Coffee Break, Community Engagement, Small Groups
Meaningful Change in Small Groups
May 13, 2014
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Why do you have small groups at your church? What meaningful impact do you seek to make through small group participation?
I recently read a book about effective non-profits called Forces for Good written by Leslie Crutchfield and Heather McLeod Grant. The authors studied effective non-profits in order to learn how groups affect social change. They discovered effective non-profits have a clear understanding of what change they are trying to make. For instance, Habitat for Humanity builds houses but Habitats really seeks to build a movement of people who are concerned about poverty and housing issues. They discovered climbing on ladders and hammering wood together produced a heart change in volunteers. Habitat volunteers began to care more about issues of poverty, which was evidenced through changes in voting and giving.
This caught my attention. I tested this idea on Coffee Break. I wondered, what is the social impact of Coffee Break? What meaningful change are we working towards as we organize a ministry or lead a group?
Coffee Break is a small group Bible discovery approach that works brilliantly for both discipleship and evangelism. That’s what we do. The small group and Bible discovery is action, like getting people to build houses.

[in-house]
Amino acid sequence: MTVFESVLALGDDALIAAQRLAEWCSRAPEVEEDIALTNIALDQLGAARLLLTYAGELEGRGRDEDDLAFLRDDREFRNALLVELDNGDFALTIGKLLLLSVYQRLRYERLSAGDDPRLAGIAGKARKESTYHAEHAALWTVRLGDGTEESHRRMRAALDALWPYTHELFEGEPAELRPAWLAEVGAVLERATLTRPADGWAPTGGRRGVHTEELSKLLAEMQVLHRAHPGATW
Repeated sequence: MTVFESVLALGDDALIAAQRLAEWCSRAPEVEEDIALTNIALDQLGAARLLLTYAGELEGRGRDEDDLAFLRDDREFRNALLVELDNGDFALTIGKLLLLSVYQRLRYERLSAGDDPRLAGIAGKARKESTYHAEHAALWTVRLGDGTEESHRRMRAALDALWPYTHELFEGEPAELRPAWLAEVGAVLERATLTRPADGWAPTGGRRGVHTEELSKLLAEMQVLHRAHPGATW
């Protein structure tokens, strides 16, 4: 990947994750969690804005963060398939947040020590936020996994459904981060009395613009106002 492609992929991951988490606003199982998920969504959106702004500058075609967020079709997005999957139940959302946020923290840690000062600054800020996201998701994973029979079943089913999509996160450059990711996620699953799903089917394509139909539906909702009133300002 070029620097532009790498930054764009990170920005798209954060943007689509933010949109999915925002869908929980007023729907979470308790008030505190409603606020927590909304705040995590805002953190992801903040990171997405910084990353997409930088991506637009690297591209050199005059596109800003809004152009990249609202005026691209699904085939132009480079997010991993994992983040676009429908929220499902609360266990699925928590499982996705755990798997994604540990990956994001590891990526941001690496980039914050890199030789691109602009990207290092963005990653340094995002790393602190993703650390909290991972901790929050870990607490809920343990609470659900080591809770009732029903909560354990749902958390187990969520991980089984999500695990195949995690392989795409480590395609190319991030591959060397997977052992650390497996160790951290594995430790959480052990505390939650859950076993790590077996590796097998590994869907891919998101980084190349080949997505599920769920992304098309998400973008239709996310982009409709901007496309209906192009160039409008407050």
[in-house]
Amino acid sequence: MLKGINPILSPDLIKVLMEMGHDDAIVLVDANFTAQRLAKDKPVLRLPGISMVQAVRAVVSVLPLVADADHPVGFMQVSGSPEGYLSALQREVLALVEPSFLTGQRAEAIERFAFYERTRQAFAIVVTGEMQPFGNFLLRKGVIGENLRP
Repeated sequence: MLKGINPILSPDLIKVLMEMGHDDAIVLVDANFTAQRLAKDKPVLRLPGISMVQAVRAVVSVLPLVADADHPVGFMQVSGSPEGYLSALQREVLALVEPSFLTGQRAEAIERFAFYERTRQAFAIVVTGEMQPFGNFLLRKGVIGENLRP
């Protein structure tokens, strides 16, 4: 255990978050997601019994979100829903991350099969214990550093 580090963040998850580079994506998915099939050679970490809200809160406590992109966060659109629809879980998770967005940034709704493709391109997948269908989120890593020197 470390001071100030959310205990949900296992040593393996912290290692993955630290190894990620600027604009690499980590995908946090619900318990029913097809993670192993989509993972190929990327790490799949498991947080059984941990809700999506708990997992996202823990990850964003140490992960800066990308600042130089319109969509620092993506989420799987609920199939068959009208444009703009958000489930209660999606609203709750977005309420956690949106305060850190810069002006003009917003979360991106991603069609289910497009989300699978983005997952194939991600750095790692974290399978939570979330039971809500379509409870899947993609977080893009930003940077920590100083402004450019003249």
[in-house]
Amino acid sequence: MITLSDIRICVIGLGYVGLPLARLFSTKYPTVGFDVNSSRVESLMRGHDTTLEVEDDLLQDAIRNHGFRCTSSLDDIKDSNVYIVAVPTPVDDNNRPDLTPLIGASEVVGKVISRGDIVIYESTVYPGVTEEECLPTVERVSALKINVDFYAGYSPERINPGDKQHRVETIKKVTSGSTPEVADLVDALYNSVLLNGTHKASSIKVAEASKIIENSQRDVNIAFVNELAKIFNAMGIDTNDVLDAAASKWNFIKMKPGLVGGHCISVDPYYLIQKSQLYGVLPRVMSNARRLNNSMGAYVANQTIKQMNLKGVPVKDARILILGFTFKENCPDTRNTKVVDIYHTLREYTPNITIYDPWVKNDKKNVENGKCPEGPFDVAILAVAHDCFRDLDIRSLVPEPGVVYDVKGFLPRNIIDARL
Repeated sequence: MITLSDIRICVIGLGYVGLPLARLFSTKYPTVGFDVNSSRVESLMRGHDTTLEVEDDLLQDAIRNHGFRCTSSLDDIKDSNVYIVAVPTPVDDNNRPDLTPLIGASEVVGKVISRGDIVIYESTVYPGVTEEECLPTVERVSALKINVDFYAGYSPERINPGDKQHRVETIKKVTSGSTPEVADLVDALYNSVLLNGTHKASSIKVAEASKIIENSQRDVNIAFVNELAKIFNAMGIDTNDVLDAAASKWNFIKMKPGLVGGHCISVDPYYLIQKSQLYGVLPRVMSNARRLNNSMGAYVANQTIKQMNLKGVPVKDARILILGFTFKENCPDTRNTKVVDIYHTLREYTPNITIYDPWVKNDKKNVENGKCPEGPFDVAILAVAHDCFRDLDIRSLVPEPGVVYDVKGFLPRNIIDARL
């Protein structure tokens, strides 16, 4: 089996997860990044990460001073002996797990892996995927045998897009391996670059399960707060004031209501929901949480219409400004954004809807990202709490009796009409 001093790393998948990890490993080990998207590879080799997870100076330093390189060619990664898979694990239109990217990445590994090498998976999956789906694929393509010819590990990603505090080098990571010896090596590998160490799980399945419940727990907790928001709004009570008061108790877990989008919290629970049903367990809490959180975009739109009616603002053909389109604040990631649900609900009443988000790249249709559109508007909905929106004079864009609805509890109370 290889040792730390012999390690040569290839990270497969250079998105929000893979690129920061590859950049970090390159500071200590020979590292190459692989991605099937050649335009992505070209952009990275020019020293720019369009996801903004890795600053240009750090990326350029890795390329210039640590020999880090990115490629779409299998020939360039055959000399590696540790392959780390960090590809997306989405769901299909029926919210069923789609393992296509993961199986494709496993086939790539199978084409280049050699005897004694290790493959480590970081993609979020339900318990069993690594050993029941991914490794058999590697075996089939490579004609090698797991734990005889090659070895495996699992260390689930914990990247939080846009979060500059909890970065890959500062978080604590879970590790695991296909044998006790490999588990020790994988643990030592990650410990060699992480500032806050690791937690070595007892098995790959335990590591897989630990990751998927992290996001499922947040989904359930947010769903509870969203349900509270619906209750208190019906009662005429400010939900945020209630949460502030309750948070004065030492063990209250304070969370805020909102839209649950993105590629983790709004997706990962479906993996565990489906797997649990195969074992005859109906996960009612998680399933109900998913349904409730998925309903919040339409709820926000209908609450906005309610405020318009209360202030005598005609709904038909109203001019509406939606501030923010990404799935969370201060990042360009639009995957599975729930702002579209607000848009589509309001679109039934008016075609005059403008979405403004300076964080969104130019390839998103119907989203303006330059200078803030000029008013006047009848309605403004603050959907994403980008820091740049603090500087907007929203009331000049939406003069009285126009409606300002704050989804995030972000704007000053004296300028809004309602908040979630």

Spiritual transformation is the outcome.
It happens in three ways. First, Coffee Break participants move from passive (no Bible engagement) to active (Bible engagement). Many people in our pews never open their Bible. They listen to the pastor. They read a devotional where someone else tells them what the text says and means. In a Coffee Break group people read the text, answer questions and then talk about what they discovered together. In this setting, they actively engage Scripture and meet God through his Word.
Second, people shift their spiritual practices from alone to together. In the group environment, they learn together, share ideas and build community. I know from personal experience that I gain a deeper and wider knowledge of Scripture when I talk with others about it. And, I have witnessed those ah ha moments of others in groups.
Third, Coffee Break is uniquely designed to be move ministry from within the church to with the community. Most Bible study materials are intended to be used within the church. They use church language and experience. Coffee Break materials use a simple, skeleton of questions that engage people directly with the text. No previous experience is required. It is designed to work with people that have never read the Bible before and the long time Christian. As people read the Bible together, something happens. They grow spiritually, they love each other, and they can’t help but invite others.
I reflected on a recent small group experience using those three shifts. In what ways did group members move from passive to active Bible engagement? How did the group experience enhance their understanding of scripture? In what ways did we see our group engaged the mission of God?
How about the small groups at your church or your own small group? What social change or meaningful impact are you working towards?
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